Chilled Oranges in Rum-Caramel Syrup

By • January 24, 2014 • 6 Comments

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Author Notes: This easy, stylish recipe is an old favorite, adapted from a recipe in a French fashion magazine circa 1972. You can serve it as you would fruit compote for brunch, or as a refreshing, light dessert after a spicy meal. Or spoon a moat of it around a scoop of vanilla or honey ice cream or a trembling spoon of panna cotta. Recipe from Pure Dessert (Artisan, 2007)Alice Medrich

Serves 8

  • 8 good eating oranges, preferably organic or unsprayed
  • 1/4 to 1/3 cups dark rum
  • 1 cup sugar
  • A 12-inch stainless steel skillet
  1. Zest 2 of the oranges, using a zester or Microplane to make fine shreds. Or use a vegetable peeler to peel wide strips of zest from the oranges and then cut the zest into very fine slivers with a chef's knife. Set aside.
  2. Use a sharp knife to remove the skin and all of the white membrane from all of the oranges. Cut the oranges crosswise into 1/4-inch slices, or "supreme" them by cutting the sections from the membranes. Remove any seeds. Arrange in a shallow serving dish, drizzle the rum over the oranges, and sprinkle with zests. Set aside.
  3. To make the caramel, set a white saucer by the side of the stove to use to judge the color of the caramel. Spread the sugar in the dry skillet. Set the pan over medium-high heat and heat, without stirring, until the sugar begins to melt into clear syrup around the edges.
  4. Turn the heat down to medium and continue melting the sugar without stirring -- shake the pan to redistribute it -- for as long as the syrup remains clear. When the syrup begins to color, stir it with a silicone spatula or wooden spoon, mixing and spreading the syrup and sugar together, until all the sugar is melted and beginning to color evenly. If some of the syrup starts to color too quickly before the rest, turn the heat down, or take the pan off the heat for a few moments, and continue to stir.
  5. Drop a bead of syrup onto the white plate to judge the color. When the syrup looks pale amber on the saucer, turn the heat down even lower, or remove the pan, and stir until a drop of syrup is reddish amber, or the color of medium-dark honey.
  6. Immediately pour the hot caramel over the orange slices. The oranges may be prepared to this point and kept, covered, in the refrigerator, for up to 2 days. If you serve the oranges after a brief chilling, some of the caramel will have hardened into a thin brittle layer on top of the oranges, providing a pleasing crunch. Lengthier chilling will melt the caramel completely, bathing the oranges in sweet rummy caramel syrup without a crunchy layer. The choice is yours.
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8 months ago JaneMiami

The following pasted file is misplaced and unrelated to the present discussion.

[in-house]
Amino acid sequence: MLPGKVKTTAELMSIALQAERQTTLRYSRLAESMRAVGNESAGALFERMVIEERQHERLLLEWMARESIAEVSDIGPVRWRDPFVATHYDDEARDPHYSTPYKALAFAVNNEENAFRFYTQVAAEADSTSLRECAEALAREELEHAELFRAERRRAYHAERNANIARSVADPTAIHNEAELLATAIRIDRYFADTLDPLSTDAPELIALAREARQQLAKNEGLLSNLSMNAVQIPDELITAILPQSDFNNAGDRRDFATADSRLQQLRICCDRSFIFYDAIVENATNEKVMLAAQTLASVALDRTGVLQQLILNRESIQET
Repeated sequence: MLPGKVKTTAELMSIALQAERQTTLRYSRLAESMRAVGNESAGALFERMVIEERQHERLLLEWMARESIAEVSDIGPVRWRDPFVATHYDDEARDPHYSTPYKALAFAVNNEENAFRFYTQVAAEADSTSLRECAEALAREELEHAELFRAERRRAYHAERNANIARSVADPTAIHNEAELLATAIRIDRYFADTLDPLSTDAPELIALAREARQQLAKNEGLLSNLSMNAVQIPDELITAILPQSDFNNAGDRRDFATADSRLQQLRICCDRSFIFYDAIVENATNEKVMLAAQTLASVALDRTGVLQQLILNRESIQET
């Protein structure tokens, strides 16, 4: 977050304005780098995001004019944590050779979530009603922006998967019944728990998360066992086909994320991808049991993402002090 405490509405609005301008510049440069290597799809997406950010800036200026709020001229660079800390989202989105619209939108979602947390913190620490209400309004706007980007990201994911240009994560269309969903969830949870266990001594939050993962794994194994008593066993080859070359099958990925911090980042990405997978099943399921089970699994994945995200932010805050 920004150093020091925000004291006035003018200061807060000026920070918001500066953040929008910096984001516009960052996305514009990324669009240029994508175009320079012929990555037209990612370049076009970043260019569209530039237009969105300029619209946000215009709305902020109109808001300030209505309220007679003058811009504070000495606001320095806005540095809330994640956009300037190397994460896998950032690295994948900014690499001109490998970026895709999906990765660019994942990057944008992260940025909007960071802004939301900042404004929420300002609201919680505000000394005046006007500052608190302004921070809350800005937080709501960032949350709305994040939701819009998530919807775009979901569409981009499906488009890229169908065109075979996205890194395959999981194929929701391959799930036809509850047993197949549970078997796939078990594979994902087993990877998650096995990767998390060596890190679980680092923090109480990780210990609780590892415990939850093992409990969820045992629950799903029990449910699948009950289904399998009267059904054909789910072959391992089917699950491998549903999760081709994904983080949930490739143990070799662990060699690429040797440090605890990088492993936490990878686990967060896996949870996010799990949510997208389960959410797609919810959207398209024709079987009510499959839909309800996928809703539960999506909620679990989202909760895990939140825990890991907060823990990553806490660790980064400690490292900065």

Served this at a dinner party! Everybody loved this so much. They were literally slurping the nectar/juice that formed out of the dish at the end! So simple & wonderful...especially since we made it with Honeybell oranges. Thanks so much!

Alice.medrich.deborah.jones_-360x360

8 months ago Alice Medrich

Yay. Thanks for this feedback. It's nice to have another convert to this amazing and easy recipe.

Gracekelly

9 months ago aeisenhower

When should we add the rum? It doesn't say in the directions.

Miglore

9 months ago Kristen Miglore

Kristen is the Executive Editor of Food52

See the end of step 2! It's drizzled on the oranges and mixes with the caramel after you pour it on.

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9 months ago Mrs Stinsfire

"for as long as the syrup around the edges"- ??
Also, if I want to break out my candy thermometer for this, how many degrees am I shooting for?

Miglore

9 months ago Kristen Miglore

Kristen is the Executive Editor of Food52

Apologies for the error -- it's been corrected and should read "for as long as the syrup remains clear." Also, here's a note from Alice! "The mixture is too shallow in the skillet for a thermometer. Making the caramel by eye is a really good skill to have and you really can't go wrong because the temperature and color don't have to be precise. The darker the caramel, the more burnt sugar flavor you will get, or if you take it off when the color is lighter, the syrup will be sweeter. Try it! If you are more comfortable using the wet method for caramel, you can do that instead as follows: use medium small saucepan and pour 1/2 cup of water in first, then the sugar in the center and pat it down just to moisten it all, cover and cook a few minutes until the sugar is dissolved. Uncover and cook, swirling, but not stirring, until the color looks right when you drip a little on the white plate."